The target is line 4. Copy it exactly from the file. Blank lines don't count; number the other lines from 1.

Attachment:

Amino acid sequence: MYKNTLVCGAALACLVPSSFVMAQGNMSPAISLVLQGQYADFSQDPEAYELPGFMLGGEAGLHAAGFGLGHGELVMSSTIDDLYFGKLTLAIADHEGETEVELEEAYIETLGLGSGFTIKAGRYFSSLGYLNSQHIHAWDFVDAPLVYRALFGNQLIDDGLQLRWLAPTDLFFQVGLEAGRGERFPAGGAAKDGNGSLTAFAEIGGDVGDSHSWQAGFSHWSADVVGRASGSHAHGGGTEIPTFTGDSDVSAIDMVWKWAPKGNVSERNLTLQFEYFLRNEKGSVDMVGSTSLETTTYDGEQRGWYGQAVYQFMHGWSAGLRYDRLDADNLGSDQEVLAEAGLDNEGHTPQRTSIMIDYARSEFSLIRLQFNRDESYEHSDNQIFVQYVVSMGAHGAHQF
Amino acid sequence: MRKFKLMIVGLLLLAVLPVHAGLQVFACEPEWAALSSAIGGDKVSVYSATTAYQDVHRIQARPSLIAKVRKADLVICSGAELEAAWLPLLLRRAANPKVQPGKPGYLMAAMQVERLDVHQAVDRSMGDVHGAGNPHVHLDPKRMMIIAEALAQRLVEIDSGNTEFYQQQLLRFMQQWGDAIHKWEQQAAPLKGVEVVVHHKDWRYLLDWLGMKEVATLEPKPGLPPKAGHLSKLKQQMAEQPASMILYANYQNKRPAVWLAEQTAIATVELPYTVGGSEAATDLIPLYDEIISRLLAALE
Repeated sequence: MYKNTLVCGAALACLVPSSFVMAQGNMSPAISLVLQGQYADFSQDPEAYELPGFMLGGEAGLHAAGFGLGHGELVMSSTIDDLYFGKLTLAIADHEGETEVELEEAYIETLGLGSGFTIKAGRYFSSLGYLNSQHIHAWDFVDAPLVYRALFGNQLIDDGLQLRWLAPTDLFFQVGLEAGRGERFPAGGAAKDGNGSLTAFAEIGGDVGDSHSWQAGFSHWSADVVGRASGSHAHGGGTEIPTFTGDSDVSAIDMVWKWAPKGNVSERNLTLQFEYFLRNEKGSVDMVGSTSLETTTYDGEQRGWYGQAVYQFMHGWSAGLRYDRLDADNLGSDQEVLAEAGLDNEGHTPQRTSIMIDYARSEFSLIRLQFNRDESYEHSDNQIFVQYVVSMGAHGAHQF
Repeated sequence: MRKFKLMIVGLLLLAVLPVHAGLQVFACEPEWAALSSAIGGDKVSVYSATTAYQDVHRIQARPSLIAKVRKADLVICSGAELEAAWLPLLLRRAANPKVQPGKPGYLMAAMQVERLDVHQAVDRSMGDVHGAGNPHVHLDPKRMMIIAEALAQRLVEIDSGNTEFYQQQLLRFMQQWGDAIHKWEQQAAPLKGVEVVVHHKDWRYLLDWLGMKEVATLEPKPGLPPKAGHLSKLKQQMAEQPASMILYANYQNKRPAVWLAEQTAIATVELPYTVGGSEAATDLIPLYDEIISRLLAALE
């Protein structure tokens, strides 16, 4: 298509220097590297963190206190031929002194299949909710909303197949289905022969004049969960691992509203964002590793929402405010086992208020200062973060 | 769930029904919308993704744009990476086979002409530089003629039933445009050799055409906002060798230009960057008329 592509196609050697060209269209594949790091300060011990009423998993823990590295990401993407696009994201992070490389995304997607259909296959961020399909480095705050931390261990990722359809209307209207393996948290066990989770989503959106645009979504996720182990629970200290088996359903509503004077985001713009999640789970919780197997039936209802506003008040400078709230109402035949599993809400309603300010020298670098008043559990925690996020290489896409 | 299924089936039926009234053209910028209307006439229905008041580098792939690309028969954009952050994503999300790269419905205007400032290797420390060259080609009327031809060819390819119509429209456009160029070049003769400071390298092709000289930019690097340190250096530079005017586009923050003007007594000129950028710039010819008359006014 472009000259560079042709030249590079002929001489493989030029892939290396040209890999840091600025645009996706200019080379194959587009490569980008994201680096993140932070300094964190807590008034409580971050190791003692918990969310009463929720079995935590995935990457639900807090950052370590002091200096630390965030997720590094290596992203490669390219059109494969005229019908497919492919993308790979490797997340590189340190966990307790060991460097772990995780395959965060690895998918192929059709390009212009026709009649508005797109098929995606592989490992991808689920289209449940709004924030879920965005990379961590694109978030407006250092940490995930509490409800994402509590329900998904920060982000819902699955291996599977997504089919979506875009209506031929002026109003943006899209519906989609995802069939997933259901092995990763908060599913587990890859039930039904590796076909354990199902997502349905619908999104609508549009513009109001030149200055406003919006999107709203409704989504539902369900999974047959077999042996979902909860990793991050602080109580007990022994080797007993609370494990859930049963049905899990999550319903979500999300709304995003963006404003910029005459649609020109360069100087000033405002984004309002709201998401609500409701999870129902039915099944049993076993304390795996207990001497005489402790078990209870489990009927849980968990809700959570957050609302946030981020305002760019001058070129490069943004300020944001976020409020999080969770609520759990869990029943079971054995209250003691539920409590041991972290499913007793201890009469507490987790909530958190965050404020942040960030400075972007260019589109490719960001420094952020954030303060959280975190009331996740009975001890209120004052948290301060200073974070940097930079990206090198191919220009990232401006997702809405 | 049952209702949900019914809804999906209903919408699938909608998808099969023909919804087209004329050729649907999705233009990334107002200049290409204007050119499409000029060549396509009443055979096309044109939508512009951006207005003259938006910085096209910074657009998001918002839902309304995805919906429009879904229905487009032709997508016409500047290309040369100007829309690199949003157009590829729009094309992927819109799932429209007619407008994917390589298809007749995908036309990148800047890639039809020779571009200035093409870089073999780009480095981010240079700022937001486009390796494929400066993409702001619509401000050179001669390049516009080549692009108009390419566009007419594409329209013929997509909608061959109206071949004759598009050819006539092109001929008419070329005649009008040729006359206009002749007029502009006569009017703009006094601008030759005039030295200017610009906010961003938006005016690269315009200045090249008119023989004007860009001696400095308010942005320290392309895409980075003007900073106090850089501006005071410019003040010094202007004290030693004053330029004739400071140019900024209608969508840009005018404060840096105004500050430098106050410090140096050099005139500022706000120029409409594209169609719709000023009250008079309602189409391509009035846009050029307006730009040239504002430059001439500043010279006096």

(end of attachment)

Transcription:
Repeated sequence: MRKFKLMIVGLLLLAVLPVHAGLQVFACEPEWAALSSAIGGDKVSVYSATTAYQDVHRIQARPSLIAKVRKADLVICSGAELEAAWLPLLLRRAANPKVQPGKPGYLMAAMQVERLDVHQAVDRSMGDVHGAGNPHVHLDPKRMMIIAEALAQRLVEIDSGNTEFYQQQLLRFMQQWGDAIHKWEQQAAPLKGVEVVVHHKDWRYLLDWLGMKEVATLEPKPGLPPKAGHLSKLKQQMAEQPASMILYANYQNKRPAVWLAEQTAIATVELPYTVGGSEAATDLIPLYDEIISRLLAALE